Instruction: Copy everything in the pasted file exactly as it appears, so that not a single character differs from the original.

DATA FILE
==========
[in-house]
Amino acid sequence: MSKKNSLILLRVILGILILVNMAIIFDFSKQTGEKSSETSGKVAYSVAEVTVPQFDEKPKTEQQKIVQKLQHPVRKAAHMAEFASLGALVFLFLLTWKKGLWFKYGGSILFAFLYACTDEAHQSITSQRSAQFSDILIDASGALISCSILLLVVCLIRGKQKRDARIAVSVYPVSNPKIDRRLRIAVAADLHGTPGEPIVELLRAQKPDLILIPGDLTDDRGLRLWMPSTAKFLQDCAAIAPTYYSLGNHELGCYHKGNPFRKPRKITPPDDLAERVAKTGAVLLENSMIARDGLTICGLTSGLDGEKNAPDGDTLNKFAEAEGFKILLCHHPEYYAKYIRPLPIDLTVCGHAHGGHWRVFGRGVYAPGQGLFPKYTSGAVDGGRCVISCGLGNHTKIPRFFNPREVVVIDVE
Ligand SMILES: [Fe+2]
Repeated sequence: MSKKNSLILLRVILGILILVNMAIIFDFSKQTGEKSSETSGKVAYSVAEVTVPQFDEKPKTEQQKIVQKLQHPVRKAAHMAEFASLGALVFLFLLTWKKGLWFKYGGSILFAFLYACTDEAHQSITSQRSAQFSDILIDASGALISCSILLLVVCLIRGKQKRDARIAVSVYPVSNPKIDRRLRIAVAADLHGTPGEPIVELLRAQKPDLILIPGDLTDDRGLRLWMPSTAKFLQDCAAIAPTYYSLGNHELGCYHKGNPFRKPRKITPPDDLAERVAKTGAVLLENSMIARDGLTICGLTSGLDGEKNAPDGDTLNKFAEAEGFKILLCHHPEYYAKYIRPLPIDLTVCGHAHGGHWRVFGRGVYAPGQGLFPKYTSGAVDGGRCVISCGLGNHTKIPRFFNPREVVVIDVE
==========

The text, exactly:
[in-house]
Amino acid sequence: MSKKNSLILLRVILGILILVNMAIIFDFSKQTGEKSSETSGKVAYSVAEVTVPQFDEKPKTEQQKIVQKLQHPVRKAAHMAEFASLGALVFLFLLTWKKGLWFKYGGSILFAFLYACTDEAHQSITSQRSAQFSDILIDASGALISCSILLLVVCLIRGKQKRDARIAVSVYPVSNPKIDRRLRIAVAADLHGTPGEPIVELLRAQKPDLILIPGDLTDDRGLRLWMPSTAKFLQDCAAIAPTYYSLGNHELGCYHKGNPFRKPRKITPPDDLAERVAKTGAVLLENSMIARDGLTICGLTSGLDGEKNAPDGDTLNKFAEAEGFKILLCHHPEYYAKYIRPLPIDLTVCGHAHGGHWRVFGRGVYAPGQGLFPKYTSGAVDGGRCVISCGLGNHTKIPRFFNPREVVVIDVE
Ligand SMILES: [Fe+2]
Repeated sequence: MSKKNSLILLRVILGILILVNMAIIFDFSKQTGEKSSETSGKVAYSVAEVTVPQFDEKPKTEQQKIVQKLQHPVRKAAHMAEFASLGALVFLFLLTWKKGLWFKYGGSILFAFLYACTDEAHQSITSQRSAQFSDILIDASGALISCSILLLVVCLIRGKQKRDARIAVSVYPVSNPKIDRRLRIAVAADLHGTPGEPIVELLRAQKPDLILIPGDLTDDRGLRLWMPSTAKFLQDCAAIAPTYYSLGNHELGCYHKGNPFRKPRKITPPDDLAERVAKTGAVLLENSMIARDGLTICGLTSGLDGEKNAPDGDTLNKFAEAEGFKILLCHHPEYYAKYIRPLPIDLTVCGHAHGGHWRVFGRGVYAPGQGLFPKYTSGAVDGGRCVISCGLGNHTKIPRFFNPREVVVIDVE